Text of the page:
Archangels – Michael – Gabriel – Raphael

Archangels play an important role in Christianity, manifested most notably in the stories of Gabriel, Michael, and Raphael in the Bible. From Michael's fight against Satan to Gabriel announcing the birth of Jesus Christ, archangels are deeply intertwined with many of Christianity's key stories.

Archangel (ancient Greek ἄρχω archo – to rule, manage and άγγελος ángelos – messenger) in the Judeo-Christian tradition, means an angel of a higher order who performs special tasks for God.

The so-called The Qumran manuscripts mention three, in the rabbinic tradition six or seven, and in the Jewish apocalyptic and Christian tradition seven archangels. As part of church history, Pope Gregory the Great (540-604) listed seven of them: Michael, Gabriel, Raphael, Uriel, Simiel, Orifiel, and Zachariel. However, only Michael, Gabriel and Raphael are the three angels that are venerated as saints in the Catholic Church.

On September 29, the church celebrates the feast of the three archangels mentioned in the Bible: Michael, Gabriel, and Raphael.

According to Catholic teaching, angels are personal, God-created beings who “always look on the face of the heavenly Father” (Mt 18:10), and are direct witnesses to his great deeds and proclaim his glory (Greek “angelos” means messenger).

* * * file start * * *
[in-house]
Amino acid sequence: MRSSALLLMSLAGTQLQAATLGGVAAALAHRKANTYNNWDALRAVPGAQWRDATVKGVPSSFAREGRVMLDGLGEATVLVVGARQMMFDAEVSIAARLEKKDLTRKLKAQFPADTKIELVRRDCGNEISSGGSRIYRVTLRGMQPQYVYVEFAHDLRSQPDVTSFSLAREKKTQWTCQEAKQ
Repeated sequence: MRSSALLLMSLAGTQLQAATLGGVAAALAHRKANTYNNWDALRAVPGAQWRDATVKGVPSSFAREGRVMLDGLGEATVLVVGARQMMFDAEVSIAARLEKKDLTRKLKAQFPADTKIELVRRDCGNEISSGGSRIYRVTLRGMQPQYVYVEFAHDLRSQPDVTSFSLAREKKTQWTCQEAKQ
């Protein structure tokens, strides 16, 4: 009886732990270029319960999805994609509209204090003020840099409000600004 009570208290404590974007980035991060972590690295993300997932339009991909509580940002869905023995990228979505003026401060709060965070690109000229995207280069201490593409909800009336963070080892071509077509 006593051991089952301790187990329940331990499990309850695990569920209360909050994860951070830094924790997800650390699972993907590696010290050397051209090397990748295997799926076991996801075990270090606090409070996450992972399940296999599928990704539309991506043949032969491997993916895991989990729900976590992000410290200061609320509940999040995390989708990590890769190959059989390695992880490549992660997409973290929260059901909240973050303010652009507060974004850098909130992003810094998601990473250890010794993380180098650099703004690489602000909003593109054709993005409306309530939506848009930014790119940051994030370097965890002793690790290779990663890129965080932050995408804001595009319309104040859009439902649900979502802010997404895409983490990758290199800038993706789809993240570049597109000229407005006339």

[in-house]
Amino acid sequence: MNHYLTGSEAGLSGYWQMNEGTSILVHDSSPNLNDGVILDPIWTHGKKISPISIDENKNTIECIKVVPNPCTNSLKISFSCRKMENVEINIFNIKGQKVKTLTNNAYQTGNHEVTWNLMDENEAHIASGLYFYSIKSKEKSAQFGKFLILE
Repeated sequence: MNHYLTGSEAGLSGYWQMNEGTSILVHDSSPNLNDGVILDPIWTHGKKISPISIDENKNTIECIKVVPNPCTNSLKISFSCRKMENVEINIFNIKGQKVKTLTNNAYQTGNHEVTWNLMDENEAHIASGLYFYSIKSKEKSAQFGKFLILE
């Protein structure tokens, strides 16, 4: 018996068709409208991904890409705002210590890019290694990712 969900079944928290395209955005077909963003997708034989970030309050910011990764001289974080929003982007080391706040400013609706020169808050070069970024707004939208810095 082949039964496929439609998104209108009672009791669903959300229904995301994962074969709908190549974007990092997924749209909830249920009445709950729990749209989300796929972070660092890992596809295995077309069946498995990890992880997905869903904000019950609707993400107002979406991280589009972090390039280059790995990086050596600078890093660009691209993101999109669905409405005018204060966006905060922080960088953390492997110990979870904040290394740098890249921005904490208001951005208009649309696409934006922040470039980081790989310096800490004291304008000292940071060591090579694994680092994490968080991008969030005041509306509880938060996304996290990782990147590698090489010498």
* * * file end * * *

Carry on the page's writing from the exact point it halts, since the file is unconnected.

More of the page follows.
Unlike humans, angels are not attached to the body. They are pure souls, and possess greater power over matter than man, and a greater capacity for cognition.

The most common classification (dates back to the De coelesti hierarchy of the Pseudo-Dionysius the science of angels and generally angelology) classifies angels into three, i.e. nine ranks. That follows certain hierarchies from which they draw peculiar characteristics. The eighth rank is archangels and among them are Michael, Gabriel and Raphael.


The Archangel Michael defeats Satan by Guido Reni in Santa Maria della Concezione (Rome)

Archangel - Michael - Gabriel - Raphael

Archangels revering the Holy Trinity in Il Gesù (Rome)

Archangel Michael in the Hebrew language means “Who is like God?” or “Who is equal to God?” (Latin: “Quis ut Deus”)

Michael is among the most recognizable of the archangels in Christianity and has been referred to as both a guardian of Heaven, and the leader of God's heavenly armies.

The liturgy very clearly emphasizes the triple activity of Saint Michael in the service of the Church. He is a fighter, a suppliant and a companion. The most important text about Saint Michael is the one from Revelation.

The church has had great reverence and deep devotion to St. Michael since ancient times. It sees him as a powerful angel, who is permanently present. The oldest worship of Archangel Michael was recorded as early as the 4th century.